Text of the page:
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'The Whistle Blower' Excerpt

Excerpt from THE WHISTLEBLOWER: Rooting for the Ref in the High-Stakes World of College Basketball by Bob Katz, published by ForeEdge, an imprint of University Press of New England. Used with permission.

Check out Bill Littlefield's conversation with the author.


The One We Want On The Road

The first nationally televised college basketball game Ed Hightower ever refereed was Michigan State versus the University of Iowa, in Iowa City on January 5, 1983. He was thirty-one years old and just beginning to work his way into a regular rotation of choice assign- ments in brand-name conferences like the Big Ten and the Mis- souri Valley Conference. An ebullient man with a welterweight’s compressed muscularity, he’d come up the hard way — harder than almost anyone could imagine — and it pleased him to know that friends and family back in southern Illinois could tune in to watch him work. At least someone would be rooting for him.

All sporting contests are to some extent a stage, and there’s nothing quite like national TV coverage to emphasize this point. Players like to say they just ignore the extra attention, and more power to them if they actually manage to do so. Top-tier coaches, like skilled actors, know precisely where the camera is and how to play to it. As for the referees, well, nobody much likes to consider what they’re thinking since the whole experience of organized sports is neater, cleaner, and infinitely more palatable if the ref- erees can be altogether ignored. In a perfect world, they might not even be needed.

The game was hard fought throughout. Michigan State was one of the nation’s top teams and featured three athletes — Sam Vincent, Scott Skiles, and Kevin Willis — who would go on to careers in the NBA. Iowa, led by future pros Bobby Hansen and Greg Stokes, kept the game close. The pace was fast and furious, yet Hightower had no difficulty keeping up: the elite-conference supervisors who’d finally begun assigning him some important games understood that his promising set of skills included the ability to run, to really flat-out run. Although never a star in his own playing days, Hightower retained an athlete’s capacity to accelerate without warning, maybe not always quickly enough to match the swiftness of a nimble guard speeding away with a steal but fast enough, when combined with shrewd anticipation of the plausible patterns of developing plays, and the implausible ones as well, to arrive in the nick of time at the optimal vantage point. Players hustle to beat their man down court; refs hustle to get properly positioned for whatever happens next.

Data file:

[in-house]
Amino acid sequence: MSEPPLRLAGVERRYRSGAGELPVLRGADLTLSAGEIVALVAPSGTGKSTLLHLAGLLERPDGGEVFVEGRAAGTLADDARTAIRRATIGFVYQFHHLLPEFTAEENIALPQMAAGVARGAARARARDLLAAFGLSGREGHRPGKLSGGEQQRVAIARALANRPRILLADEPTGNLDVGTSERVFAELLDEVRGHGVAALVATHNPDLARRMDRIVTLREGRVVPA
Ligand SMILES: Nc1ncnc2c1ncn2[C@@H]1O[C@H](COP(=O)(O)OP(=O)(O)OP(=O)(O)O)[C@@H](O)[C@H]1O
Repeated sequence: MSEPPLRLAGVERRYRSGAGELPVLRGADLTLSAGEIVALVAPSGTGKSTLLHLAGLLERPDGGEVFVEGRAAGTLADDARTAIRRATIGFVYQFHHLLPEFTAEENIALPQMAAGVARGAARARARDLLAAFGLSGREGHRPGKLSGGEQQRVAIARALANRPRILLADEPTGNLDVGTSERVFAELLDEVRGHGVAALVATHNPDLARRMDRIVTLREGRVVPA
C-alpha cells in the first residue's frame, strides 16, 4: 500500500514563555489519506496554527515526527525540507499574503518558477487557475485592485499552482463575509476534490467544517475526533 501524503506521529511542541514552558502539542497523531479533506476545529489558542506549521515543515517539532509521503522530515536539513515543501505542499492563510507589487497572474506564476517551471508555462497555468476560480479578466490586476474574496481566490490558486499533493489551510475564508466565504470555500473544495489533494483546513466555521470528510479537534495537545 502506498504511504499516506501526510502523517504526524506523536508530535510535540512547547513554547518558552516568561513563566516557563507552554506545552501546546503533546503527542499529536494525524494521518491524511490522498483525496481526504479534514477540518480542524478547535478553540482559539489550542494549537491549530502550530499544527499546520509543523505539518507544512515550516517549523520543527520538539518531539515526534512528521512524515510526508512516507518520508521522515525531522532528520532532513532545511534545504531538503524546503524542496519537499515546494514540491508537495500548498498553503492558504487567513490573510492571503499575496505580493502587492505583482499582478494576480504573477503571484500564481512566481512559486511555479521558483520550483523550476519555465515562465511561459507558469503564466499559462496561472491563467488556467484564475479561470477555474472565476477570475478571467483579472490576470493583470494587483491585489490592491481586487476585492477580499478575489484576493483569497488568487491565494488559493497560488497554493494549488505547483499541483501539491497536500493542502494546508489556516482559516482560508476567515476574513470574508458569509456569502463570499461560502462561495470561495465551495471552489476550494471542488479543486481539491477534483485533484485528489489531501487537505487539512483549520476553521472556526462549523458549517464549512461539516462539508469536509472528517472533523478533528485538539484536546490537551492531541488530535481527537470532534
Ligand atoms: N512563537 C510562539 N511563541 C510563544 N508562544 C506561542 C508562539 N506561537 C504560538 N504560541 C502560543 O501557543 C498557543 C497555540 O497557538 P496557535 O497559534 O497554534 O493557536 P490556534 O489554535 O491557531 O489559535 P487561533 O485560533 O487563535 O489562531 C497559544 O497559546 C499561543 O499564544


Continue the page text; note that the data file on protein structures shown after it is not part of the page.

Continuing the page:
Hightower was certainly not one to be left lagging. A driven man with a ferocious work ethic, he was keenly aware there were no guarantees in this profession and plenty of potential pitfalls. It had been several years getting this far. The path to advancement in basketball officiating parallels that of other professions. The lower rungs are denoted by grade-school and rec-league games in under-heated gyms with nobody but a handful of rankled parents watching. The next steps involve working high school and lower- level college contests where the pace and pressure quicken. Any flaw in an official’s skill set, be it temperament or judgment or the intangible aptitude for managing the mayhem, soon gets exposed. The top rung consists of working marquee matchups between Division 1 teams in elite conferences. These assignments pose greater levels of difficulty and promise greater rewards, including compensation and prestige. Successfully ascending the officiating ladder involves all the elements that contribute to success in other fields — talent, dedication, perseverance, ambition, timing, and a certain amount of luck.